University what I want, It's really exciting," she
Rock star Cindy Lauper does a takeoff on her "She Bop" rock video with
Mickey Mouse at Walt Disney World during a tour of the central Florida
The Ark presents a concert benefitting the Campaign for Nuclear Free
Ann Arbor, featuring Kathy Moore, Stephanie Ozer, Ann Doyle, Randy
Pedett, and Hugh McGuinness at 7:30 p.m.
Hill St. Cinema - They Don't Wear Black Tie, 7 & 9:15 p.m.,
1429 Hill St.
Cinema Guild - The Passion of Joan of Arc, 7 p.m.;Day of Wrath, 8:15
p.m., Lorch Hall.
Cinema II - The Wizard of Oz, 7 & 9 p.m., Angell Aud. A.
Michigan Theatre - Dark Crystal, 3,5:30, & 9 p.m., 603 E. Liberty.
U-Club - Attack of the Killer Tomatoes, 7 p.m., Union, includes dinner.
Mediatrics - Gorky Park, 7 & 9:10 p.m., Nat. Sci. Aud.
Theatre and Drama - Antigone, 2 p.m., Trueblood Theatre.
Brecht Co. - Thirteenth Night, 2 p.m., Residential College Aud., 701 E.
Performance Network - Dance Theatre II, 4 p.m., 408 W. Washington.
School of Music - University Band/Campus Band, 4 p.m., Hill Aud.,
Jerome Jelinek and Joseph Guert, 4 p.m., Rackham Aud.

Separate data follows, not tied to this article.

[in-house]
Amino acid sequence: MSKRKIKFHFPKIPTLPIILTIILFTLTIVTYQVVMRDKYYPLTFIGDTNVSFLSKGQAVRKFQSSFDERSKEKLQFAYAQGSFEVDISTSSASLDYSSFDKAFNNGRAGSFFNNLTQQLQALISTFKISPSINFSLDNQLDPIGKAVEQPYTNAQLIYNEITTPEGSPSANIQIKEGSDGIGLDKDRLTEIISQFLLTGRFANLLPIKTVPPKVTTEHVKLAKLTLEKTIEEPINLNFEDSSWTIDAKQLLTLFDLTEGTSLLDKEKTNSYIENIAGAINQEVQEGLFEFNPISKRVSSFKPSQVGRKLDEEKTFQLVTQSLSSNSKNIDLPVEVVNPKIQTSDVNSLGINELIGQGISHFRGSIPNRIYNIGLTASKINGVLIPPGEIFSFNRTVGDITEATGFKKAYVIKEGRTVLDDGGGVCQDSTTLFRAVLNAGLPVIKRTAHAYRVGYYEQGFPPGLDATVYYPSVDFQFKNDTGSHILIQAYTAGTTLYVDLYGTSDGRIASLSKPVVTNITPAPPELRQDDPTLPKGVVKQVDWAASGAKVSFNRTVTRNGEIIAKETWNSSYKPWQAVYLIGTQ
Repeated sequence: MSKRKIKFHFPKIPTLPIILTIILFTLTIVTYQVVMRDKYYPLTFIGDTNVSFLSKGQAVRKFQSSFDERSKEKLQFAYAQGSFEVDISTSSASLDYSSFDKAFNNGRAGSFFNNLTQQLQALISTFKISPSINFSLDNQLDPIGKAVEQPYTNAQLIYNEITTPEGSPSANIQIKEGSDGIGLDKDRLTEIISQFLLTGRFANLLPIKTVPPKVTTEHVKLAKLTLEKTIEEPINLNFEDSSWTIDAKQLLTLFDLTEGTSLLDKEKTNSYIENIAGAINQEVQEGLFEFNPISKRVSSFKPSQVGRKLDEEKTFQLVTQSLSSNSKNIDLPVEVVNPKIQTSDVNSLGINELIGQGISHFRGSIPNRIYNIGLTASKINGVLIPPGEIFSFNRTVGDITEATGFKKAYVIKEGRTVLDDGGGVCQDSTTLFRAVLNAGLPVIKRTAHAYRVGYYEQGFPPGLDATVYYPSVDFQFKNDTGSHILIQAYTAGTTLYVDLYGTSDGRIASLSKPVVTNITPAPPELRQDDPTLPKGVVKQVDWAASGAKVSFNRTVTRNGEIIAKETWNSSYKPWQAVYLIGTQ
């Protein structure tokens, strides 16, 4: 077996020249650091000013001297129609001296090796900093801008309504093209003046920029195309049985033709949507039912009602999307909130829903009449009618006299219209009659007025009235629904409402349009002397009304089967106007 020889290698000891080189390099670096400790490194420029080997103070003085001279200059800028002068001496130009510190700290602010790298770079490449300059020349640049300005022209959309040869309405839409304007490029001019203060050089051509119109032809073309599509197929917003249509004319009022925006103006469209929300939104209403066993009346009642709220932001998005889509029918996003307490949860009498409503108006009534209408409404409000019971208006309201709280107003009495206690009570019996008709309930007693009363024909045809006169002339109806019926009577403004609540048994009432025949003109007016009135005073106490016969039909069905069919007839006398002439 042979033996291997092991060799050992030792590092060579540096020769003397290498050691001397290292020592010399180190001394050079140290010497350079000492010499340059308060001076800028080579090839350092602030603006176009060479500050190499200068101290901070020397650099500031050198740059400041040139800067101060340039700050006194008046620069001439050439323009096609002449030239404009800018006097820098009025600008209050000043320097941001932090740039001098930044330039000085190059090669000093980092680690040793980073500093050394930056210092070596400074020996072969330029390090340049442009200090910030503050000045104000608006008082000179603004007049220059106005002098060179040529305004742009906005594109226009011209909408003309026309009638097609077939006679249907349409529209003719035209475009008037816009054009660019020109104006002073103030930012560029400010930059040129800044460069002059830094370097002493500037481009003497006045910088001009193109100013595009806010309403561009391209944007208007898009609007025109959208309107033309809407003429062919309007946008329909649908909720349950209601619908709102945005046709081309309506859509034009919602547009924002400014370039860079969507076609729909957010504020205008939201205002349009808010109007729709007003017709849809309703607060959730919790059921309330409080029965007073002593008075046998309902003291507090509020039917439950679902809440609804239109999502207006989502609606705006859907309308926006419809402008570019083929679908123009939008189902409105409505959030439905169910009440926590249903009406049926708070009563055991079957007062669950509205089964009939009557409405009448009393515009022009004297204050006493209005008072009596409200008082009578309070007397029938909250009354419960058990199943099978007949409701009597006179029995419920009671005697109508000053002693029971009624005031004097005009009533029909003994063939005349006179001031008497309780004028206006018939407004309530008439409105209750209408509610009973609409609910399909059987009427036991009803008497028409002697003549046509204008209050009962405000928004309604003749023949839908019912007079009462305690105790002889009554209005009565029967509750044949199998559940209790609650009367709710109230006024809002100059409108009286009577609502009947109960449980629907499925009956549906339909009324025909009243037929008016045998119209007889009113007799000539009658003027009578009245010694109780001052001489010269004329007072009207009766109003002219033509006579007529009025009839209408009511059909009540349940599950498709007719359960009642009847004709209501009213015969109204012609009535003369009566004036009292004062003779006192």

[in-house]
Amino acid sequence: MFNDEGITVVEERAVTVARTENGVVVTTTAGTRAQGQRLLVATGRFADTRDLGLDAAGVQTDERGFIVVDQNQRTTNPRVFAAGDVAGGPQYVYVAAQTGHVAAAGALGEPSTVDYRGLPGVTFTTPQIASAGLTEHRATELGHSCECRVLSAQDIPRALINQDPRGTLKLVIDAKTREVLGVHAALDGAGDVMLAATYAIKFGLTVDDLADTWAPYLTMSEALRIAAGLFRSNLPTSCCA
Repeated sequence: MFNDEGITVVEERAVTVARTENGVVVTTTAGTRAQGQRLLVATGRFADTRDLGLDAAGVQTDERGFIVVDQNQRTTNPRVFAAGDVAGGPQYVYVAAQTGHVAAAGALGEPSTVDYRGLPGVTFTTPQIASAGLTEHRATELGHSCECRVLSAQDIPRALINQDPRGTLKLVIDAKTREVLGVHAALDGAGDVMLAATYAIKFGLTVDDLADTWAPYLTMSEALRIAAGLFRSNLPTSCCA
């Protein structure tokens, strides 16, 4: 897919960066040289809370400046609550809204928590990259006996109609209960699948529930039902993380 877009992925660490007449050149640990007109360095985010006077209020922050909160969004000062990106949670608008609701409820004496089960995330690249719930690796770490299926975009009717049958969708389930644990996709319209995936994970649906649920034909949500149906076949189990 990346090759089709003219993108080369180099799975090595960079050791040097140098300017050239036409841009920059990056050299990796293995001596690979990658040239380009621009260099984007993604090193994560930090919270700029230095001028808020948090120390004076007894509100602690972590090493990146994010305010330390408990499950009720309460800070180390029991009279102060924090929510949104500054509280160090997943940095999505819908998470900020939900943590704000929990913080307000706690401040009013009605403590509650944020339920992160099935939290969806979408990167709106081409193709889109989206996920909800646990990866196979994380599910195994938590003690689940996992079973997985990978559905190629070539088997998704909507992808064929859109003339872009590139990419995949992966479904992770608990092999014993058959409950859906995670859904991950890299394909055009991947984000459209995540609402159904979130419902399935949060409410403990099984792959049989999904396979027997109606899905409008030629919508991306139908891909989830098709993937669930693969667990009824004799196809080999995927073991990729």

Musical Society - Royal Winnipeg Ballet, 3 p.m., Power Center.
Ecumenical Campus Center - Thomas Gumbleton, "The Church,
Nuclear Deterrence, Patriotism," 7:30 p.m., First Presbyterian Church,
His House Christian Fellowship - Dinner 6 p.m.; Bible study 7 p.m., 925 E.
Student Pugwash - Potluck dinner, "Does the Federal Government have
the right to prohibit Publication-of the Results of Federally Funded Resear-
ch?" 4 p.m., 726 S. State St., #10.
Lutheran Campus Ministry - Worship, 10:30 a.m.; supper 6 p.m.; in-
elusive community study, 7:30 p.m., Lord of Light, corner of Hill and Forest
Museum of Art - Tour, 2p.m.
Canterbury House - Episcopal Worship Service, 5 p.m., 218 N. Division.
Michigan Ensian - Senior Pictures, 420 Maynard St., call 764-9425 for an
The Department of Communication presents a special screening of
Norman Corwin's Lust for Life, a film about the relationship between pain-
ter Vincent Van Gogh and his fried Paul Gauguin at 7 p.m. MLB Aud. 3. Cor-
win will answer questions after the film.
Cinema Guild - Muddy Waters, 7 p.m., Lorch Hall.
Nectarine Ballroom - The Dance Thing, 9 p.m., 510 E. Liberty.
Center for Near East and North African Studies - Brown Bag, Abraham
Balaban, "Major Themes in the Novels of Amos Oz," noon, Lane Hall Com-
English, Rackham, School of Music - Beckett Lecture Series, Michael
Goldman, "Vitality and Deadness in Beckett's Theater," 4 p.m., West Conf.
Michigan Historical Linguistics Circle - William Baxter, III, "Five